The "issue", at the lack of a better word, is that instead of uplifting and paving the way of minorities, some people are censoring non-minorities. There's a difference between those two actions, one that also has consequences for said minorities. For example, gatekeeping that only gay writers can write about gay characters may force gay writers to come out when it might not be safe for them. Another consequence is that the representation that LGBTQ+ community and supporters have fought so hard for would be limited again. 

                  On a more general note than just the publishing world, but on these debates that affects the market and thus also the publishing world:
                  There's also a "difference between hate speech (which isn't protected by freedom of expression) and speech one hate" (which is protected by freedom of expression). (Quote paraphrased from Ayishat Akanbi, an amazing Black voice on the topic of wokeness for anyone interested).

                  Mistaking one for the other often has ill-consequence for vulnerable groups of people such as enforcing stereotypes, silencing voices of different perspectives than the accepted narrative, or setting back progress made for rights of oppressed groups. 

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                  • PS: please ignore that I've seemed to like my own comment, I accidentally pressed the thumb and now it won't let me unlike it 🙈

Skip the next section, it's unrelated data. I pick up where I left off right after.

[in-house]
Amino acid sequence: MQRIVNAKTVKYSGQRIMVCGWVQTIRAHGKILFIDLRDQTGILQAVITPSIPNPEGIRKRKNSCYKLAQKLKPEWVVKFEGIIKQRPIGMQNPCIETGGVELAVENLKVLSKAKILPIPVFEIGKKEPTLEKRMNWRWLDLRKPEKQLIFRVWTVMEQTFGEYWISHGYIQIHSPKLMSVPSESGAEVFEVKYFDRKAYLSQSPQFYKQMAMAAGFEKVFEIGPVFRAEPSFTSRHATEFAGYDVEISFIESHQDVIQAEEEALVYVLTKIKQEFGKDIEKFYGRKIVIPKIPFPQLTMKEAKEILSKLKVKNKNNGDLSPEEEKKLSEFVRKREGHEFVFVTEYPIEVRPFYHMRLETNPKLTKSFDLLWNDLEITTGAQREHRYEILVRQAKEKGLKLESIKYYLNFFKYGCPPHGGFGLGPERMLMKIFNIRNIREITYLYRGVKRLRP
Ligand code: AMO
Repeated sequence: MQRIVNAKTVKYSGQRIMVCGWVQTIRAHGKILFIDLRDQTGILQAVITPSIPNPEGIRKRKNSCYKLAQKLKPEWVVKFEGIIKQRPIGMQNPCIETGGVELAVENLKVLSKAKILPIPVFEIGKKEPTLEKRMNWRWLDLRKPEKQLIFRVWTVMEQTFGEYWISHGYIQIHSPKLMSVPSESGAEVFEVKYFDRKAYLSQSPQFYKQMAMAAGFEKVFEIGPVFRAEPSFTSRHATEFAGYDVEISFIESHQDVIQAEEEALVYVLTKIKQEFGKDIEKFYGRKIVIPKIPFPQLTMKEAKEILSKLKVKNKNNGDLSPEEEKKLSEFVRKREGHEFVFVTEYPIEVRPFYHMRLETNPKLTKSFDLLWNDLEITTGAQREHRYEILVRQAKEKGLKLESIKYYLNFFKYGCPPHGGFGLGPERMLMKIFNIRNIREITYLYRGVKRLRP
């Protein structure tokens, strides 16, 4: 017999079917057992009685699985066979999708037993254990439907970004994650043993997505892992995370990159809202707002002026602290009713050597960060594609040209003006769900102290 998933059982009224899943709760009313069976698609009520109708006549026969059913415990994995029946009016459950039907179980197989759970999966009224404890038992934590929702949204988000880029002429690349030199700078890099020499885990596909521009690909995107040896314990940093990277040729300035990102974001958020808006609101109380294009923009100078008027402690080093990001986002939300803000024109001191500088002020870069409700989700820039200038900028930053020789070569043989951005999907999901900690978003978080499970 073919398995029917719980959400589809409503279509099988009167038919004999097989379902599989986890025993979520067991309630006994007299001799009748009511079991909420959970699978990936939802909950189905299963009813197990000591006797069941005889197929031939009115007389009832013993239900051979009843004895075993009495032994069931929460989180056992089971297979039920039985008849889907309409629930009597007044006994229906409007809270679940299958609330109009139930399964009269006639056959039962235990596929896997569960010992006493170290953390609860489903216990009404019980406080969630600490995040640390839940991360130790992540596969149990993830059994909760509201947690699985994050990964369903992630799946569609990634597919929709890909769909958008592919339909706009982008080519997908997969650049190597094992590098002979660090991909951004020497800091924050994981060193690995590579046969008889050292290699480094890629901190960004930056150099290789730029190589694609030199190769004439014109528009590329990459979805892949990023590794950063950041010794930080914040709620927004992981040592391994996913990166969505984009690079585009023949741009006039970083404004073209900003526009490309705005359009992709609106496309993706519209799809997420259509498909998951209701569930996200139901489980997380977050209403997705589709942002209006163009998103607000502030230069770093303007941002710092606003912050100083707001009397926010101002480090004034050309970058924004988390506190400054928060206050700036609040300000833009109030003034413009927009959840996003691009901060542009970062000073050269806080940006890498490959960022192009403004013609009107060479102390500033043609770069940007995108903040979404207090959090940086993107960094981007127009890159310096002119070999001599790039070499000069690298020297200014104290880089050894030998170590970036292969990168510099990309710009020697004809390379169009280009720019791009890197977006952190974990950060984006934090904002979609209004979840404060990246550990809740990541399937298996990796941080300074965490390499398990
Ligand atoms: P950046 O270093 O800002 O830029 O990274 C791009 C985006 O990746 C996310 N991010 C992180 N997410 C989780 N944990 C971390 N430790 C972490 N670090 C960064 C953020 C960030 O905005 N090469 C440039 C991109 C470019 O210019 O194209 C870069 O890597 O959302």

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                    • Of course in every movement there are extreme. Taking your example there are people saying that only gay writers can write about gay characters may force gay writers to come out when it might not be safe for them, and that's not right. However, I believe those are in the minority and  represents the extreme of representation and diversity. That's not what the majority are saying. The problem I often see is people using that argument saying that's everybody is saying you can't write a gay character if you're not gay and that's not correct.

                      I've heard a lot of people talking about cancel culture but I'm yet to see one person actually cancelled (as far as I'm aware JK Rowling is still selling 1,000s of books and she still has a publishing deal). As I've said, JK Rowling is allowed to say what she wants however people have the right to call her out on what she says (and I'm not talking about responding with abuse and bullying because as much as I wholeheartedly disagree with her I don't believe in those responses.)

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                    • It is so sad that people get hung up on labels rather than just being people. I am a white middle aged heterosexual woman but I don’t have the same experiences as every other white middle aged heterosexual woman any more than I have the same experiences as anybody else. I do however try to empathise with everybody, whatever their backgrounds. There are plenty of things outside my own experience I would be quite happy to write about as I know people in those situations very well. Similarly, there are plenty of things I haven’t a clue about so I wouldn’t be so presumptive as to try. It isn’t what you write about that is important, it is how well you understand it and portray it.

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                      • I think it might be upselling. There is a lot of different stuff coming out lately, like Alice Robinson and Jessica Townsend, and being Australian authors that might have an impact, but also Television shows like The King and some gay flicks, have a very different approach than say the sexy and clean Harry Potter did, when that came out. A lot of publishers, are putting their hands up, and saying that they don't condone these sort of niche experiences, rather the sport behind it, or cultural and symbolic references.